liberating, it can be imprisoned. K: Of course. All meditation, sir,
is imprisoning process. WR: If it is made into a system. K: No, that’s what…
Please, sir, I am asking: awareness, is it something to be
cultivated in the sense manipulated, watched over, worked at?
WR: No, no. K: Wait, wait. So how does it come into being? WR: There is no coming into being,
you do it. K: No, wait sir, no,
just listen what I mean by… WR: You give the interpretation. K: I want to find out,
I am not critical, I just want to find out
what Buddhist meditation is. Because now there is Buddhist,
there is Tibetan, there are various types
of Buddhist meditation, various types of Tibetan meditation,
various types of Hindu meditations, Sufi meditation – for god’s sake –
you follow? They are like mushrooms
all over the place. I ’m just asking: if awareness takes place
through concentration. WR: No, not in that sense. For anything we do in this world a certain amount of concentration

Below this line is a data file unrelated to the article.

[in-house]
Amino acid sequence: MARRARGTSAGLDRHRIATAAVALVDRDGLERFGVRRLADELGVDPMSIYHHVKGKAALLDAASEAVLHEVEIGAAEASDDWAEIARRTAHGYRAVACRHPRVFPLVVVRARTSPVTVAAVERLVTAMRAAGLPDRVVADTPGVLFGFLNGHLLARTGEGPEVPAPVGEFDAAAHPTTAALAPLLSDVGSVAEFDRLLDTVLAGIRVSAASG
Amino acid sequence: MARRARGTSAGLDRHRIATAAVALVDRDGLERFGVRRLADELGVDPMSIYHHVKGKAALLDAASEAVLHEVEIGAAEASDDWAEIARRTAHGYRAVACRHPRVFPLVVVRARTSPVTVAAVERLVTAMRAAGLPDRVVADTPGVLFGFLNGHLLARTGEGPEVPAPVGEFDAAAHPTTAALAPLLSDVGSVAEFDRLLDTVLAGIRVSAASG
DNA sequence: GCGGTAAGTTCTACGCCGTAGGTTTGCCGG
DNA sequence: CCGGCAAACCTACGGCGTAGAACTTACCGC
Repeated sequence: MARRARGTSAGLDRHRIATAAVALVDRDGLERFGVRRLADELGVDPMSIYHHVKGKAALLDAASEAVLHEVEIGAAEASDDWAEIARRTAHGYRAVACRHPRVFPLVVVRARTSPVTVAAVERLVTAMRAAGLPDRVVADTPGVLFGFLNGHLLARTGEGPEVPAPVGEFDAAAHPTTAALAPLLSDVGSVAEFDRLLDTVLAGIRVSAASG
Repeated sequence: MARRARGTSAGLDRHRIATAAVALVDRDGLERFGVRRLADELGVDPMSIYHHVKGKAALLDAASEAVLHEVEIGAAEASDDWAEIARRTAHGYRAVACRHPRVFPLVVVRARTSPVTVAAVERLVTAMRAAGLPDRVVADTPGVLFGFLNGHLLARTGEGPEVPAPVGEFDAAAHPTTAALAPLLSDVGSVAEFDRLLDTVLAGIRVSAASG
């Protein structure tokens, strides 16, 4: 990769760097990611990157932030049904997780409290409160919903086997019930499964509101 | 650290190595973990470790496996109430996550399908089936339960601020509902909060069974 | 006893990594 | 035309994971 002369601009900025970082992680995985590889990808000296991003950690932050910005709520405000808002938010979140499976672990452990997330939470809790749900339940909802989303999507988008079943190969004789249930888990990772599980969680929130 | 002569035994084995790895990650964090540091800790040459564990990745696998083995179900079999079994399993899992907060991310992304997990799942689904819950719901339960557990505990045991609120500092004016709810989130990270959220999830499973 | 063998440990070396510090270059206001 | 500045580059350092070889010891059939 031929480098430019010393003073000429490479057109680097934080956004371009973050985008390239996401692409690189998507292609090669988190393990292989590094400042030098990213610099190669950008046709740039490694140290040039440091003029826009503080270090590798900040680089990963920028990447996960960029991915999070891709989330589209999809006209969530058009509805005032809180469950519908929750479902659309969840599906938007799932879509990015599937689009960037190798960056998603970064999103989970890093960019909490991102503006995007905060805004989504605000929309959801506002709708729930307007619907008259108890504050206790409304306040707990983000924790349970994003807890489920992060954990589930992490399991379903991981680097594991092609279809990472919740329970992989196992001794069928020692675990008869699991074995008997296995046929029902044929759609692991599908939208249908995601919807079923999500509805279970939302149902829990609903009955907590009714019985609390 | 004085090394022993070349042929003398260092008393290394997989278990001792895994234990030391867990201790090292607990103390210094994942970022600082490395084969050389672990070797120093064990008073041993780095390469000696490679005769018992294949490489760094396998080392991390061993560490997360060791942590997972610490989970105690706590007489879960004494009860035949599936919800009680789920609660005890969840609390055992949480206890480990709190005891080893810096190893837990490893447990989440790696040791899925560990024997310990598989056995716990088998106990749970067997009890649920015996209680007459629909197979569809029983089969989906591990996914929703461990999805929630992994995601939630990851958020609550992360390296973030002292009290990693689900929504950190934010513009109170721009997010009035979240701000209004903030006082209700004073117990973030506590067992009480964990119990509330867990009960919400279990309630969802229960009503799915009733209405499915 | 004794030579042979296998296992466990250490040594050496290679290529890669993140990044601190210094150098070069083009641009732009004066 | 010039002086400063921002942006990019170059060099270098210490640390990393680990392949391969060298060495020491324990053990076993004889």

is necessary. That is understood. In that sense a certain kind
of concentration is necessary, but don’t mix it up
with ‘dhyana’ and ‘samadhi’. K: I don’t like any of those
words, personally, ‘dhyana’… WR: But there concentration
is the principle. K: I know, I know. Most of the meditations that have
been propagated all over the world now involve concentration. WR: Zen and various other things,
samadhis, dhyanas, Hindu, Buddhist, concentration is the central point. K: That is nonsense.
I don’t accept concentration. WR: In the Buddhist,
pure, Buddha’s teaching, meditation,
it is not that concentration. There is not that concentration. K: It is not concentration.
Let’s put it out. Then what is this awareness,